|Publication number||US6704894 B1|
|Application number||US 09/745,778|
|Publication date||Mar 9, 2004|
|Filing date||Dec 21, 2000|
|Priority date||Dec 21, 2000|
|Publication number||09745778, 745778, US 6704894 B1, US 6704894B1, US-B1-6704894, US6704894 B1, US6704894B1|
|Inventors||Michael J. Kania|
|Original Assignee||Lockheed Martin Corporation|
|Export Citation||BiBTeX, EndNote, RefMan|
|Patent Citations (31), Referenced by (13), Classifications (8), Legal Events (8)|
|External Links: USPTO, USPTO Assignment, Espacenet|
The U.S. Government has a paid-up license in this invention and the right in limited circumstances to require the patent owner to license others on reasonable terms as provided for by the terms of Contract No. N00024-94-D-5204 awarded by the Department of the Navy.
This invention relates generally to fault insertion as applied to electronic integrated circuits, and, more particularly to field fault insertion with respect to reprogrammable logic devices.
To ensure that a circuit board performs to specification, it is commonplace to intentionally inject faults, bugs or errors into the system to simulate a potential component failure problem during performance, and determine if system diagnostics detect the problem and respond in an appropriate manner by, for example, switching in redundant hardware to take over the functionality of the failed component.
Fault insertion usually takes the form of short-circuiting pins on computer chips that are, used on printed wiring boards (PWB) to perform certain logic functions. The problems associated with this traditional method are many. First, by today's standards, leaded pins on these chips have very small dimensions. Short-circuiting them can be time consuming, may be difficult depending upon where the PWB is located within the system and can be dangerous to the chip itself if the pin on the chip cannot sustain a short-circuit. Wires may have to be attached to the small-pitch pins for purposes of short-circuiting them. This requires rework to the PWB, is time-consuming and could potentially damage the PWB or chip itself. The problem is becoming more severe with the move toward smaller-pitch packaging such as ball grid arrays (BGA's) where the pins of the package are under the package itself and may be unreachable from the back side of the PWB. Also, space-constrained designs make gaining access to the pins difficult.
Prior art also deals with injecting non-catastrophic errors, or faults, into hardware, with the intent of detecting the error in some manner. Some of the prior art approaches are specific to particular types of hardware e.g. memory, application specific integrated circuits (ASICs), processors, hard storage disks, etc.), which is a limiting factor. Also, most of these prior art methods require special “additional” hardware or an apparatus to assist with the error injection and detection. Some prior methods may require software to “switch on” special hardware. Thus, prior art methods have limitations of various types.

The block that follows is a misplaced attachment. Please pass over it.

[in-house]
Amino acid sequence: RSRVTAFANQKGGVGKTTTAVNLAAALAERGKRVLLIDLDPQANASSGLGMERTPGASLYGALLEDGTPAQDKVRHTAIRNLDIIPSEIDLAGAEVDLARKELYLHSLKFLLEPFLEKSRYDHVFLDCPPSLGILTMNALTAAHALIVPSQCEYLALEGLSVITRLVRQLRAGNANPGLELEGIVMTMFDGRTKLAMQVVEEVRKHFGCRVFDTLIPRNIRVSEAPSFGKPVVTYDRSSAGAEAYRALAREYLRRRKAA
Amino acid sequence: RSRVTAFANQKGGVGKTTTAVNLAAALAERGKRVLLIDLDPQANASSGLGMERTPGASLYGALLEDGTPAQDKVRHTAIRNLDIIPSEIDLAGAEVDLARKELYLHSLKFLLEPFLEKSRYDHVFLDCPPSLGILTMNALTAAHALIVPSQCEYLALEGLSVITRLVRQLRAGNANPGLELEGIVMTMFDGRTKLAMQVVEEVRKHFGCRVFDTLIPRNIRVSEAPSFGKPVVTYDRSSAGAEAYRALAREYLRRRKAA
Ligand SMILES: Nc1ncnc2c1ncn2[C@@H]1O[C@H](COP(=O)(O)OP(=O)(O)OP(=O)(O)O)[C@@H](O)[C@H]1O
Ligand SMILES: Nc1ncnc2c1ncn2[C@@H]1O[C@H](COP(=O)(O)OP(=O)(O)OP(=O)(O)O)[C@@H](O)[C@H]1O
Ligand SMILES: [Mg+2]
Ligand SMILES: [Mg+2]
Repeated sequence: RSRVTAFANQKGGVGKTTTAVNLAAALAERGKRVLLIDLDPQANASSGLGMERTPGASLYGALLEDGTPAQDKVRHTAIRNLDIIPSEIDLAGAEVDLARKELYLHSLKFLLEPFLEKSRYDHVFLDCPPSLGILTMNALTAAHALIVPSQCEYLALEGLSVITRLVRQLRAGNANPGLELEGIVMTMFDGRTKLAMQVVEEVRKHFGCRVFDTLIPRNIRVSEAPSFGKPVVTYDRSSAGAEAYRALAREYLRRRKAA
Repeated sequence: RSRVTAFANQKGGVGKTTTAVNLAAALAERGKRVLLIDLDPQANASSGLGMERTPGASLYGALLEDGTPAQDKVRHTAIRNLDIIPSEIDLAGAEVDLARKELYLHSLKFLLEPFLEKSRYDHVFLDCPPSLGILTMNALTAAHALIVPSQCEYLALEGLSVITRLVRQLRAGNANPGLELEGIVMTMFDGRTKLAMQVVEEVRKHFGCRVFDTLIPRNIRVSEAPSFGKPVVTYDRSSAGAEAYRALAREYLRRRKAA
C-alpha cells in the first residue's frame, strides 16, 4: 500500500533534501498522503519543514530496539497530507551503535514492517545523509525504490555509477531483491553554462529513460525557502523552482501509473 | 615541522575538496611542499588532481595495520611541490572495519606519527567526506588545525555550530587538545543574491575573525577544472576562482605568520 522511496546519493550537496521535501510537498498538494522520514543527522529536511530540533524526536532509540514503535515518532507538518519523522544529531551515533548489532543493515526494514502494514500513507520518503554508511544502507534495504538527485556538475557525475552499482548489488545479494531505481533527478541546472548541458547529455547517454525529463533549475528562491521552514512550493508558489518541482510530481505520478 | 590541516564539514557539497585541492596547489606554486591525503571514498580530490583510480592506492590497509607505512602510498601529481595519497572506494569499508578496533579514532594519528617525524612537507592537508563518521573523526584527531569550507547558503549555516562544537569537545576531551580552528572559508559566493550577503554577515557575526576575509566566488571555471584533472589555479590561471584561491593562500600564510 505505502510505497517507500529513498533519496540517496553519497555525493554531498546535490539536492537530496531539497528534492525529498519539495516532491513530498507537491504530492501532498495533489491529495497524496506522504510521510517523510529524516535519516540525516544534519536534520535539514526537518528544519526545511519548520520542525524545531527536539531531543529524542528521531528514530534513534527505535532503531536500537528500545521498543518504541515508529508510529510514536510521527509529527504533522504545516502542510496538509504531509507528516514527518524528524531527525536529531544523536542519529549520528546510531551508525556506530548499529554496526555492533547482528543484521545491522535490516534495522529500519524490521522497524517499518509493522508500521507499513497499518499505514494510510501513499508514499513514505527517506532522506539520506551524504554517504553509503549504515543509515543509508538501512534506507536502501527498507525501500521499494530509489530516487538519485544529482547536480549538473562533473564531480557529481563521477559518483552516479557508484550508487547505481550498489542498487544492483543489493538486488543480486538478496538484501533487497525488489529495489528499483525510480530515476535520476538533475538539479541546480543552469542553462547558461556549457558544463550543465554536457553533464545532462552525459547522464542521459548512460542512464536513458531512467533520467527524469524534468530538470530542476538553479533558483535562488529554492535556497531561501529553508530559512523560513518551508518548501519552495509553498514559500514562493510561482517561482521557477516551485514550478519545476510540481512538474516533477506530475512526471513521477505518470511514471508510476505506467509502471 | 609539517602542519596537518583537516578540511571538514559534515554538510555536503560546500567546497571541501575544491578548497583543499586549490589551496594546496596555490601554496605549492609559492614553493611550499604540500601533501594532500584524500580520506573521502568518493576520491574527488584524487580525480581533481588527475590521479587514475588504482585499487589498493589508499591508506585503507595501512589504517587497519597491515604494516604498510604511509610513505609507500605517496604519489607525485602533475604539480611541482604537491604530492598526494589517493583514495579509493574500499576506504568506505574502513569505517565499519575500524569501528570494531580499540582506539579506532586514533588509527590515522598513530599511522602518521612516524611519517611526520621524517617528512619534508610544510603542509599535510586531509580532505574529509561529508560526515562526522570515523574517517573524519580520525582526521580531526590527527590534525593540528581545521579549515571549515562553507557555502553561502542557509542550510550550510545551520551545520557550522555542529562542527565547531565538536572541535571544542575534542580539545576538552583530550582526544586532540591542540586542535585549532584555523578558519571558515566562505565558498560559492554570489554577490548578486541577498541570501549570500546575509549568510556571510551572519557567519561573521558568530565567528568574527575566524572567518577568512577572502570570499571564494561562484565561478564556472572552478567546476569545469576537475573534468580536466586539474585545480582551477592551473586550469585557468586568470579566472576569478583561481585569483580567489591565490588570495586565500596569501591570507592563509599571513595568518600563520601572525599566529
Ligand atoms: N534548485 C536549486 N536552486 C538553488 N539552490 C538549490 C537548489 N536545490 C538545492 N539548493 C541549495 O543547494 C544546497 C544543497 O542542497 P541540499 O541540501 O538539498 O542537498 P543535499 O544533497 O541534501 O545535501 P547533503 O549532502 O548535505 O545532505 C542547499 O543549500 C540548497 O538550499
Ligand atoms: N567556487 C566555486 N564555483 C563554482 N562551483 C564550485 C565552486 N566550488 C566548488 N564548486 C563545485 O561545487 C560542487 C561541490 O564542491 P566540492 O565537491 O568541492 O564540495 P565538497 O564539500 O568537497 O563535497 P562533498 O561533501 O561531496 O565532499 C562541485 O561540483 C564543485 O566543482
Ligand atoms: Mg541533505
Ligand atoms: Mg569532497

New computer chips are presently available that allow a chip designer to create and change the function of the chips at the convenience of the chip designer's site location. The latest version of these computer chips is called the on-card field Reprogrammable Logic Device or RLD. The field reprogrammable feature of the RLD gives the chip designer the ability to change the function of the chip without having the chip vendor involved in the process. This results in a computer chip that can be tailored to meet a wide variety of needs in a short period of time. The on-card capability means that the chip does not have to be unsoldered from the printed wiring board (PWB), reprogrammed while off the PWB, then resoldered to the PWB. To perform the reprogramming, chip vendors have utilized an interface called boundary scan. The boundary scan interface, sometimes referred to as the JTAG (Joint Test Action Group) interface after the organization that defined it, allows for many RLDs to be connected in a chain. This yields a single path whereby all RLDs on a PWB can be reprogrammed singularly or all at once. By connecting peripheral equipment to the JTAG interface on the PWB, a chip designer can “re-personalize” the RLDs by loading in a different code set, thereby changing the function of these devices.
It is therefore an object of this invention to overcome certain of the aforesaid limitations associated with fault insertion.
It is a further object of this invention to advantageously utilize the flexibility of reprogrammable logic devices or RLDs to enhance fault insertion methodology.
The objects set forth above as well as further and other objects and advantages of the present invention are achieved by the embodiments of the invention described hereinbelow which utilize the latest computer chip technology, namely field reprogrammable logic devices (RLDs), and applies it to solving some of the drawbacks of the traditional method of short-circuiting pins for fault insertion discussed above.
The present invention involves reprogramming an on-card RLD to insert a functional fault. If reprogramming is performed in this subtle way, the circuit card on which this RLD resides will power up successfully to a point where software diagnostics can then be executed. Most well written software diagnostics will then encounter the fault and report it. Instead of faulting at the external boundaries of the device as with traditional methods of short-circuiting pins, faulting occurs with the present methodology within the boundary of the device.